Building a world-class profession in a constantly changing world means challenging norms and thinking, breaking and then re-making the mould, reinventing project management for a new generation. This year the APM conference, sponsored by 20|20 Business Insight and to be held at the Barbican, London on 27 April, will focus on how the project profession can diversify and progress – whether it be by managing change or developing new ways of working. As an industry we are embracing innovations in design, product manufacture and off-site manufacturing - evolving to meet new demands.
One of the conference streams will be ‘New Practice’, sponsored by Planview. This stream looks at the social impact of large-scale projects and the way stakeholder perceptions need to be managed. New collaborative ways of working are required that affect future capabilities of project teams and the creation of future models for projecting requirements and benefits.
Within this context Ledia Andrawes, a Research Associate with London School of Economics (LSE) who is working on her PhD through RMIT University (Melbourne) on the role of design thinking in global development, looks at stakeholder communication in unfamiliar environments in her blog on our community pages. She observes that we are moving from the traditional ‘informing’ and ‘consulting’ others on what we have already prescribed, to more ambiguous communication relationships that are about ‘co-designing’ and ‘co-producing’ our collective project narratives and mechanics. This means that we need to apply the practice of consultation and collaboration with greater care and emphasis, especially when delivering projects with people we don’t know, in contexts we are unfamiliar with, and with subject matter we may know little to nothing about.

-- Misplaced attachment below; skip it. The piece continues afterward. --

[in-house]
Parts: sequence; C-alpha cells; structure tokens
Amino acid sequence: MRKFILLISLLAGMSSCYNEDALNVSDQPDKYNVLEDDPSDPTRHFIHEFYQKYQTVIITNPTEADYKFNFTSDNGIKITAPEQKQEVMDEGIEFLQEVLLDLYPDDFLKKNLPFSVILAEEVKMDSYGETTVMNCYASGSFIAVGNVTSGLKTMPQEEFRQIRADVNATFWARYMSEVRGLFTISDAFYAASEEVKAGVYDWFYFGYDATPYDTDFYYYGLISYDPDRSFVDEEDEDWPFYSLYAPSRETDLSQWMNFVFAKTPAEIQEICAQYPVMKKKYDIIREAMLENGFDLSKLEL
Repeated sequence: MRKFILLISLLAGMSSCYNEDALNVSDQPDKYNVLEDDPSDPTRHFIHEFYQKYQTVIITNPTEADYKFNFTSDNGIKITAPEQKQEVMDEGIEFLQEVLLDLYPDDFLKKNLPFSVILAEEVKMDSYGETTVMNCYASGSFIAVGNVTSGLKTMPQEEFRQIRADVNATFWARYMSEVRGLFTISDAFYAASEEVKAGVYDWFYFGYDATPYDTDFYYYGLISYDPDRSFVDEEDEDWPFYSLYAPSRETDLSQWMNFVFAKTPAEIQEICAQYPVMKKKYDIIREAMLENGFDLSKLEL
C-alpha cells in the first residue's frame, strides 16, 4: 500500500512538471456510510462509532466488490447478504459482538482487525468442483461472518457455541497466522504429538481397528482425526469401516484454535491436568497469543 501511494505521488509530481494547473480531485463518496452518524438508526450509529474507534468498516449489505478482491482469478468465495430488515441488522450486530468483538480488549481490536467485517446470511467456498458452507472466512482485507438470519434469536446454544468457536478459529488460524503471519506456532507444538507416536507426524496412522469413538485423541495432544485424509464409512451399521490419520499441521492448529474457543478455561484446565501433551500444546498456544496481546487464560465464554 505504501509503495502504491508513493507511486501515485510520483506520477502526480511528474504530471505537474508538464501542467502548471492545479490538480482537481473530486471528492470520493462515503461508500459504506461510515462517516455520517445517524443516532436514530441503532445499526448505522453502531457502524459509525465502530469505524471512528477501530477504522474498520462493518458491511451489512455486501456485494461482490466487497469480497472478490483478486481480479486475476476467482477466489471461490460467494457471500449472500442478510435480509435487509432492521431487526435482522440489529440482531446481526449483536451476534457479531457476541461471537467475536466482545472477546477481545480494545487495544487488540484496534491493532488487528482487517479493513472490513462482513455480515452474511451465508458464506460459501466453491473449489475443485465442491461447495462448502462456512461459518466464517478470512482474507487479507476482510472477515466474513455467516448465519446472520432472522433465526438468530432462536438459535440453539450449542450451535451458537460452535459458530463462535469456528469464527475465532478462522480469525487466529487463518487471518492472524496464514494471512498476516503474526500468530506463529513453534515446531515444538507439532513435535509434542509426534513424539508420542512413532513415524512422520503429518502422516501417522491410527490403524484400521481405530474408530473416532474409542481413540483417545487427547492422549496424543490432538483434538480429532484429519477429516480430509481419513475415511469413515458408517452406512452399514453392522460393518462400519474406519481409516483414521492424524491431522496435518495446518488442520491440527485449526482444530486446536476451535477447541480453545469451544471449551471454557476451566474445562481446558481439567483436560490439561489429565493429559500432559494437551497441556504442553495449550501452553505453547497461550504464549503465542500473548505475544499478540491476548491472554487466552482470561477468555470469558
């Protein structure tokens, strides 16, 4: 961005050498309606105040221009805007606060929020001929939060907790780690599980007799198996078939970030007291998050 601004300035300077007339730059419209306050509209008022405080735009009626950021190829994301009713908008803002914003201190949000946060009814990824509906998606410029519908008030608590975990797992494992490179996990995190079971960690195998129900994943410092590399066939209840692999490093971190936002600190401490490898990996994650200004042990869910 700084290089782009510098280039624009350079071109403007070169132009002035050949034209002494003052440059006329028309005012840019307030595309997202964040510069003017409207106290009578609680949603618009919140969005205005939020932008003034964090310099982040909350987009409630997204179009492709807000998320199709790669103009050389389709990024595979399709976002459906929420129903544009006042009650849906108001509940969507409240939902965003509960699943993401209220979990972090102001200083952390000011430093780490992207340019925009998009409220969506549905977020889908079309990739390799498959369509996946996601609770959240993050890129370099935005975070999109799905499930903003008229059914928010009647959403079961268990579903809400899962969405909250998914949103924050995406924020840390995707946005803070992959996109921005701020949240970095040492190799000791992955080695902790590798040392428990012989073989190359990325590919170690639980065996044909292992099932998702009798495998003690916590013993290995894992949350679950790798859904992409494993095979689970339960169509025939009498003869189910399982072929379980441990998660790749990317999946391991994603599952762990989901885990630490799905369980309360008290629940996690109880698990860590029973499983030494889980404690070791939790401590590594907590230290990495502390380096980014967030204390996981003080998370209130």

Ledia will be speaking on the topic of humanising complexity and creating social value with design thinking at the APM conference. Today, people no longer accept being solely on the receiving end of one-way information, they want to interact as co-shapers and co-authors of their experiences of the world around them. This session will explore the possibilities that opened up when a co-design approach was employed for a project with the World Bank Group and a Kenyan Government agency focused on redesigning the national social health insurance program.
Also speaking in the New Practice stream, Deborah Feakins, director of Marlowe Consulting and specialising in change management, will look at enterprise change management and whether it provides an opportunity to deliver successful change and ROI. The challenges to deliver successful transformation are many but at the forefront is the ability to ensure that those impacted by change adapt and adopt new ways of working quickly, broadly and effectively.
Stay up to date with the latest techniques for successful project delivery by grasping this opportunity to listen to and engage with inspirational speakers such as these. Interactive sessions mean you will leave the conference with all your vital project management questions answered. Networking with senior figures in the profession will also help raise your own profile and develop your career.